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A Yucky Situation at Yukos

Yukos is at the heart of the volatility in the oil market. The irony is despite the soap opera-like circumstances the company's oil production has never wavered.

Yukos controls 14.7 billion barrels of oil reserves. Last year it produced 591 million barrels or almost 20% of Russia's production. It continues to pump 1.7 million barrels a day, equaling 2% of the world's supply.

Thanks to the efforts of Khodorkovsky Yukos as a company is a well-oiled machine. That's because he brought in senior managers from the West. As a consequence, Yukos is the most efficient producer in Russia.

It should be noted that Russia has more oil production capacity than it does pipeline capacity. That means any potential short-term disruption in supplies from Yukos could likely be replaced by its competitors. Nonetheless, a disruption would not be good news.

At this point it's impossible to say what will happen. One day the Russian government freezes the company's assets and the next it unfreezes them. The company continues to face the specter of bankruptcy if it can't pay its $3.4 billion tax bill. Worse yet, word is the government may tack on an additional $10 billion to the bill. If that's not bad enough, loan default notices are beginning to file in. So far, no one is demanding payment on any loans.

In a positive development the Russian government has hired an investment banker to evaluate the sale of a key Yukos subsidiary. Many feared the government would sell off the subsidiary to a state owned entity for pennies on the dollar. For the time being, those fears have subsided as the likelihood of an above board sale has increased.

The latest news has a Russian court turning down two appeals by the company. One was to stop the government from collecting the back taxes. The other was a request to allow the company to partially pay the tax claim by selling shares in Sibneft, a competitor Yukos had intended to merge with before Khodorkovsky's arrest.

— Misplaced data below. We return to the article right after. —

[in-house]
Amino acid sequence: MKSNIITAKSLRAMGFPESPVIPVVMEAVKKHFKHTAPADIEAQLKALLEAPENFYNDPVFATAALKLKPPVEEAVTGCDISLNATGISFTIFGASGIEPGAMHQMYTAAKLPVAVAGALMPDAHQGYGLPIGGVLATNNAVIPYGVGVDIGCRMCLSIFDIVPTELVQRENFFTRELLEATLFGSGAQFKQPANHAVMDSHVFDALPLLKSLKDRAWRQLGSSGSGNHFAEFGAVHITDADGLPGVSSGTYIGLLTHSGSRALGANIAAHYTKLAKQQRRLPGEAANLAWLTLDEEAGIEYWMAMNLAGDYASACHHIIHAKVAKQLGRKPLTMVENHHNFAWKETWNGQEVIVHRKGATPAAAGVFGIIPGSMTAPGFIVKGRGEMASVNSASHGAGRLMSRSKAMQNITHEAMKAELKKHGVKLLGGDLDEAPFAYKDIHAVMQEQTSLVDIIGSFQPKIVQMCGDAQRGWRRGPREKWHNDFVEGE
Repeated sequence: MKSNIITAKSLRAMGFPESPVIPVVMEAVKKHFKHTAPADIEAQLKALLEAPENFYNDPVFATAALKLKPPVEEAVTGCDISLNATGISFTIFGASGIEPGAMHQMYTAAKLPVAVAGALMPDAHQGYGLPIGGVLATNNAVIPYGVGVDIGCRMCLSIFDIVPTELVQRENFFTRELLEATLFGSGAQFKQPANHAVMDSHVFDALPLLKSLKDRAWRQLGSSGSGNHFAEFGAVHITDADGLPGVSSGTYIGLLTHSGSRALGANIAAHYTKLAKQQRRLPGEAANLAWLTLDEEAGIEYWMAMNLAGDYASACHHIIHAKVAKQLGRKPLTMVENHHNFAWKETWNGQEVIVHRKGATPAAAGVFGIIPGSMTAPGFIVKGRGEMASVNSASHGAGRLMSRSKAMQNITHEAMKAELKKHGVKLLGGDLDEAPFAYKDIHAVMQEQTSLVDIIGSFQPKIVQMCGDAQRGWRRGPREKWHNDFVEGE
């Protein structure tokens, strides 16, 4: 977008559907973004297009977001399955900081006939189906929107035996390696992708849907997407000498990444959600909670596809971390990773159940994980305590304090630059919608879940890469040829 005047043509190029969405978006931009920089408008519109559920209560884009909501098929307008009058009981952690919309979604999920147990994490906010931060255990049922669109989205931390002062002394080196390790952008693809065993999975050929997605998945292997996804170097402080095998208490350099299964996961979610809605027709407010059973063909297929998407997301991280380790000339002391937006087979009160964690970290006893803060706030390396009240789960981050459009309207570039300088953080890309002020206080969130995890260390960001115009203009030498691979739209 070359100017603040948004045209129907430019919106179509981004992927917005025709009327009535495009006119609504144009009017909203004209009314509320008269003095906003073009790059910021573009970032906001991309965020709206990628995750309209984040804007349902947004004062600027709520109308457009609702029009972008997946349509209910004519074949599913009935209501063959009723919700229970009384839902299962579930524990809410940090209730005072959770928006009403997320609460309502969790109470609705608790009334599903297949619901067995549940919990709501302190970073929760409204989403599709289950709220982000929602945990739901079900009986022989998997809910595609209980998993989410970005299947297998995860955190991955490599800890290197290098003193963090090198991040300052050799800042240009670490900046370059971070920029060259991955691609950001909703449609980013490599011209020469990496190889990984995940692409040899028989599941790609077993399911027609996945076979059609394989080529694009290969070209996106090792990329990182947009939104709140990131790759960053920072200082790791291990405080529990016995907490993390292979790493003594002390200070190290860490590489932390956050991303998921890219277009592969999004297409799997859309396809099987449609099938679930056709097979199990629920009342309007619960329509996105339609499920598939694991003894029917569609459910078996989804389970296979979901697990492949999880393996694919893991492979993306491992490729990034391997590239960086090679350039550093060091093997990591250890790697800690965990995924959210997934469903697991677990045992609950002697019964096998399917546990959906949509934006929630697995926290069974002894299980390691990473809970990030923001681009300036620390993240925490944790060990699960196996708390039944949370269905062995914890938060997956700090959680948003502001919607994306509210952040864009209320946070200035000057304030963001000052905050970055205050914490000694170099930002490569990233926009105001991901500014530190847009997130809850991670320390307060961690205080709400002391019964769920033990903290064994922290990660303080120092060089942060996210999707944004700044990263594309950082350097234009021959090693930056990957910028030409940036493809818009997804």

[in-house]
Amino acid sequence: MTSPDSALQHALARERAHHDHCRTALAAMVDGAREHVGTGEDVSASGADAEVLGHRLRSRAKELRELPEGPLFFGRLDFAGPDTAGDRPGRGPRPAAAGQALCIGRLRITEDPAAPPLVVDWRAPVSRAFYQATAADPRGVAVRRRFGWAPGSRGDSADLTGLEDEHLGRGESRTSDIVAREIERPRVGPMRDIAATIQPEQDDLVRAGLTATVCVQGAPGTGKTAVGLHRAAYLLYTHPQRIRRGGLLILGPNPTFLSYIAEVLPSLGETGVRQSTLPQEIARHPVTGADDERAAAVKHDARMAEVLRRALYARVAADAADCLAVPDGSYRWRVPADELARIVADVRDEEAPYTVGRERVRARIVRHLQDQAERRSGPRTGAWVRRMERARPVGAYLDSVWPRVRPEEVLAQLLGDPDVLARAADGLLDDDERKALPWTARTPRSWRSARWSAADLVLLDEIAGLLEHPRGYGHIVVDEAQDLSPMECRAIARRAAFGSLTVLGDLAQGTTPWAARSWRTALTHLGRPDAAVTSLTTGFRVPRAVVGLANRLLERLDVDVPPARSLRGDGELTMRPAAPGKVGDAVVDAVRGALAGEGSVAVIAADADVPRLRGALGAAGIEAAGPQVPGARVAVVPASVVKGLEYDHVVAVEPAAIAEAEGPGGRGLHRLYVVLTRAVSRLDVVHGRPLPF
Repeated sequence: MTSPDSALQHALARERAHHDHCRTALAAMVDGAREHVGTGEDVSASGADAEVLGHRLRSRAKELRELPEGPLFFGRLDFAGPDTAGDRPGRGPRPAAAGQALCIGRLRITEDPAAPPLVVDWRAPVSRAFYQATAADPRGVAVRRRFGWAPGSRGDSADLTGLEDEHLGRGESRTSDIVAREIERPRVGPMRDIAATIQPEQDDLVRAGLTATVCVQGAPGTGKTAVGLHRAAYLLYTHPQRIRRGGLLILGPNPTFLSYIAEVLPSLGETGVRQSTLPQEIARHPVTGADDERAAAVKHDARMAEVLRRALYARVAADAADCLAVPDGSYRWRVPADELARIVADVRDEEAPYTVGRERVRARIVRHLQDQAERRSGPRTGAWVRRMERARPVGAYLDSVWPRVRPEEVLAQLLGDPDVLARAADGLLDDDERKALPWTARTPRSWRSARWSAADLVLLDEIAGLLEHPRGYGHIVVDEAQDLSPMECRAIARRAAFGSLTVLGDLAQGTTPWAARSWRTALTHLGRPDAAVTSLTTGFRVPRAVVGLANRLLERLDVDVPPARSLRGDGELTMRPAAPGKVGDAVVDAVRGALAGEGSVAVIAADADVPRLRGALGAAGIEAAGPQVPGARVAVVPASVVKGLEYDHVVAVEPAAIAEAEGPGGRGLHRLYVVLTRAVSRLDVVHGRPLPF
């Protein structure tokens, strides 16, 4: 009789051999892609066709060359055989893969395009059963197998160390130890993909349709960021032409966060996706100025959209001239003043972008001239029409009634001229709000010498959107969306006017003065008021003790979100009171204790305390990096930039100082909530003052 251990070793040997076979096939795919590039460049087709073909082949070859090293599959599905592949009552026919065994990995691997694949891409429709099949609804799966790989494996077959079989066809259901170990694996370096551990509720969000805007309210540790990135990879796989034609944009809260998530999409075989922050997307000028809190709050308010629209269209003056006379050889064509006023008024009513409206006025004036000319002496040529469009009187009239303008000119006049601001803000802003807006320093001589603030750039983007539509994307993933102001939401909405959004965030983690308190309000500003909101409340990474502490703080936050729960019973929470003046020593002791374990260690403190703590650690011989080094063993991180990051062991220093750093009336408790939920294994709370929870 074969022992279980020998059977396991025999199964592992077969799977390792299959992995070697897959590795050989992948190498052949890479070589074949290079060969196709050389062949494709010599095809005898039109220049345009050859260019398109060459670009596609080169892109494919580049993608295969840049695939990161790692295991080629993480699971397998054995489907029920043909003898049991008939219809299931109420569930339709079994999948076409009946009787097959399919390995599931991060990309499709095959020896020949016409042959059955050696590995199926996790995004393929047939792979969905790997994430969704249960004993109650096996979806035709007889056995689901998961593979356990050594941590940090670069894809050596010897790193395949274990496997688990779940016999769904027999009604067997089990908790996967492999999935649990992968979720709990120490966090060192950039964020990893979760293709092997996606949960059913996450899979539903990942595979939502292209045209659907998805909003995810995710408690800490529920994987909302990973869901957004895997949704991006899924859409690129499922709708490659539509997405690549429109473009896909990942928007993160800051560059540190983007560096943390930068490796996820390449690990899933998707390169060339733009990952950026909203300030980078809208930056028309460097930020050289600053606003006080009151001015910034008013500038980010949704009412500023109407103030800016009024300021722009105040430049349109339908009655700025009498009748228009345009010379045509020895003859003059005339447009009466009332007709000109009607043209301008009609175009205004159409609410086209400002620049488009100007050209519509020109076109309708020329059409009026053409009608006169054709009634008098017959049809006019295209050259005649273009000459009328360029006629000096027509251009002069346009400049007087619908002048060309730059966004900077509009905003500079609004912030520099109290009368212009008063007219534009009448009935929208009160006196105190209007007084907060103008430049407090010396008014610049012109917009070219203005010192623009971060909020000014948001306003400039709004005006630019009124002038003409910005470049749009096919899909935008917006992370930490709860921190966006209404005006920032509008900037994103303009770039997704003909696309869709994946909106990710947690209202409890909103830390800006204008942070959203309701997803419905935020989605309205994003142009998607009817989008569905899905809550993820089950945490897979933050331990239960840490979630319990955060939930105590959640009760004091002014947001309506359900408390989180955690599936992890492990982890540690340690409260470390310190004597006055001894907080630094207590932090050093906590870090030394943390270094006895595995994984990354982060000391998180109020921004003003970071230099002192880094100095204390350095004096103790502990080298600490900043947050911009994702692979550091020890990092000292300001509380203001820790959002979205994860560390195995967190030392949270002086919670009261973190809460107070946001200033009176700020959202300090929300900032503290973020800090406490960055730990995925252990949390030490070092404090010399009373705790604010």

Can you say caught between a rock and a hard place? That's what you get when you mess with Mother Russia, or more accurately Father Putin.

Regardless what transpires Yukos and Russia will continue to play a key role on the world oil markets. In total, Russia produced an average of 9.33 million barrels a day in July, slightly above its seven-month average of 9.05 million barrels a day. Those figures are 10% above the previous year's production and roughly equal the Saudi's average output of 9.26 million barrels.

But the continued modernization of Russia's energy sector requires foreign investment. Witnessing the strong-arm tactics against Yukos has, to say the least, made foreigners antsy about further investments.

In March, Russian's Finance Minister had forecasted this year the country would record its first net capital influx of $3 to $4 billion. But last week the Russian Economic and Trade Ministry said it expects capital flight in 2004 to be $8 to $12 billion, or about half of what it was in the Yeltsin years.

The jitters have spilled over to foreign governments as well. In a rare alliance both the U.S. and China have expressed concern over the Yukos matter. China is second only to the U.S. in importing oil. It gets 150,000 barrels a day from Yukos or about 7% of its daily consumption.

Stay tuned.
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